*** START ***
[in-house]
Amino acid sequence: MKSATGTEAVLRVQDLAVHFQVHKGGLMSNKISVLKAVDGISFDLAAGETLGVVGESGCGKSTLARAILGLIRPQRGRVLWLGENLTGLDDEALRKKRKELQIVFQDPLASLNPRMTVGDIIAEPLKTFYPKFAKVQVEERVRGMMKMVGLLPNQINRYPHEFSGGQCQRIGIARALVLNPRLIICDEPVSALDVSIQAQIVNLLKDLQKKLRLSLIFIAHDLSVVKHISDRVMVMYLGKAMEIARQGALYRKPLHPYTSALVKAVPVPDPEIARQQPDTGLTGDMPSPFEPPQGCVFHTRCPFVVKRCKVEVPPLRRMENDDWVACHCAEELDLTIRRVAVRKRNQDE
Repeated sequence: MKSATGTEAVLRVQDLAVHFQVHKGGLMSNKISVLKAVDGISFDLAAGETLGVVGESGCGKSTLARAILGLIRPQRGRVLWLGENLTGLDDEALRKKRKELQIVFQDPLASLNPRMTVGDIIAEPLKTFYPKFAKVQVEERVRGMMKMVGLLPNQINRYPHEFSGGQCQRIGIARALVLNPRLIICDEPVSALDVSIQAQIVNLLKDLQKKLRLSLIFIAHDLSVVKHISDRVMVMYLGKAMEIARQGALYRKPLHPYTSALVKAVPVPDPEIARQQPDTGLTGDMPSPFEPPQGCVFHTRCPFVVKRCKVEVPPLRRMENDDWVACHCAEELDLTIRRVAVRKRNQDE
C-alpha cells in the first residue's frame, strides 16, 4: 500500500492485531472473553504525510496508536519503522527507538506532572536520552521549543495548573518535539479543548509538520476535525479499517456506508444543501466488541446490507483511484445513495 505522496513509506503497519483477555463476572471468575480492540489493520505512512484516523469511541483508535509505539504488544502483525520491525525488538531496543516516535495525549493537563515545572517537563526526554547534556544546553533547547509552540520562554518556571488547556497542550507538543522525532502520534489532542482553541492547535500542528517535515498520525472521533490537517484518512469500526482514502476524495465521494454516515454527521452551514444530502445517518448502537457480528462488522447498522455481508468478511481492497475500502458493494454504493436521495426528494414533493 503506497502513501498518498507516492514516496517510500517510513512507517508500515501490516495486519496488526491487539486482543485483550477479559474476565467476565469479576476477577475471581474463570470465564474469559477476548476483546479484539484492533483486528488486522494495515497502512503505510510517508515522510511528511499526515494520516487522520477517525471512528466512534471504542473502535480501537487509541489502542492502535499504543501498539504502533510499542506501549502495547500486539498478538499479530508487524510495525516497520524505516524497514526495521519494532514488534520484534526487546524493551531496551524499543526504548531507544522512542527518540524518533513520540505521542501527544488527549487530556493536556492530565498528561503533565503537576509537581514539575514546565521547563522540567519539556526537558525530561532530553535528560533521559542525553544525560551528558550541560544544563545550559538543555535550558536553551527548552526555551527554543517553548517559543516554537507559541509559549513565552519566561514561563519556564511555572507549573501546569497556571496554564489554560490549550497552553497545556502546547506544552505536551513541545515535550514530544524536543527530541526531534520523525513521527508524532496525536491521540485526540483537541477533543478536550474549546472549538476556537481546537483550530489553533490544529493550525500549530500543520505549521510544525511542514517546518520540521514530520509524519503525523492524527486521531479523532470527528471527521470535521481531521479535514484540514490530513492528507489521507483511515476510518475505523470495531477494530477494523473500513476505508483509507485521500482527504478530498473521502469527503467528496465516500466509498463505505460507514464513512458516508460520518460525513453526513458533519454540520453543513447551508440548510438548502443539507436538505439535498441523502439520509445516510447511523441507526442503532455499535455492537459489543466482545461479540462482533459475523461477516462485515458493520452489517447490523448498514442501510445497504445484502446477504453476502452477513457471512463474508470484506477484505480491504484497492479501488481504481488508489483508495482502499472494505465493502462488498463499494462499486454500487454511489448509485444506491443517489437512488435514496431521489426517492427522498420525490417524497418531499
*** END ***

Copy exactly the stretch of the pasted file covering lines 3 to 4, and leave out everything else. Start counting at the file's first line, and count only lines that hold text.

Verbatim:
Repeated sequence: MKSATGTEAVLRVQDLAVHFQVHKGGLMSNKISVLKAVDGISFDLAAGETLGVVGESGCGKSTLARAILGLIRPQRGRVLWLGENLTGLDDEALRKKRKELQIVFQDPLASLNPRMTVGDIIAEPLKTFYPKFAKVQVEERVRGMMKMVGLLPNQINRYPHEFSGGQCQRIGIARALVLNPRLIICDEPVSALDVSIQAQIVNLLKDLQKKLRLSLIFIAHDLSVVKHISDRVMVMYLGKAMEIARQGALYRKPLHPYTSALVKAVPVPDPEIARQQPDTGLTGDMPSPFEPPQGCVFHTRCPFVVKRCKVEVPPLRRMENDDWVACHCAEELDLTIRRVAVRKRNQDE
C-alpha cells in the first residue's frame, strides 16, 4: 500500500492485531472473553504525510496508536519503522527507538506532572536520552521549543495548573518535539479543548509538520476535525479499517456506508444543501466488541446490507483511484445513495 505522496513509506503497519483477555463476572471468575480492540489493520505512512484516523469511541483508535509505539504488544502483525520491525525488538531496543516516535495525549493537563515545572517537563526526554547534556544546553533547547509552540520562554518556571488547556497542550507538543522525532502520534489532542482553541492547535500542528517535515498520525472521533490537517484518512469500526482514502476524495465521494454516515454527521452551514444530502445517518448502537457480528462488522447498522455481508468478511481492497475500502458493494454504493436521495426528494414533493 503506497502513501498518498507516492514516496517510500517510513512507517508500515501490516495486519496488526491487539486482543485483550477479559474476565467476565469479576476477577475471581474463570470465564474469559477476548476483546479484539484492533483486528488486522494495515497502512503505510510517508515522510511528511499526515494520516487522520477517525471512528466512534471504542473502535480501537487509541489502542492502535499504543501498539504502533510499542506501549502495547500486539498478538499479530508487524510495525516497520524505516524497514526495521519494532514488534520484534526487546524493551531496551524499543526504548531507544522512542527518540524518533513520540505521542501527544488527549487530556493536556492530565498528561503533565503537576509537581514539575514546565521547563522540567519539556526537558525530561532530553535528560533521559542525553544525560551528558550541560544544563545550559538543555535550558536553551527548552526555551527554543517553548517559543516554537507559541509559549513565552519566561514561563519556564511555572507549573501546569497556571496554564489554560490549550497552553497545556502546547506544552505536551513541545515535550514530544524536543527530541526531534520523525513521527508524532496525536491521540485526540483537541477533543478536550474549546472549538476556537481546537483550530489553533490544529493550525500549530500543520505549521510544525511542514517546518520540521514530520509524519503525523492524527486521531479523532470527528471527521470535521481531521479535514484540514490530513492528507489521507483511515476510518475505523470495531477494530477494523473500513476505508483509507485521500482527504478530498473521502469527503467528496465516500466509498463505505460507514464513512458516508460520518460525513453526513458533519454540520453543513447551508440548510438548502443539507436538505439535498441523502439520509445516510447511523441507526442503532455499535455492537459489543466482545461479540462482533459475523461477516462485515458493520452489517447490523448498514442501510445497504445484502446477504453476502452477513457471512463474508470484506477484505480491504484497492479501488481504481488508489483508495482502499472494505465493502462488498463499494462499486454500487454511489448509485444506491443517489437512488435514496431521489426517492427522498420525490417524497418531499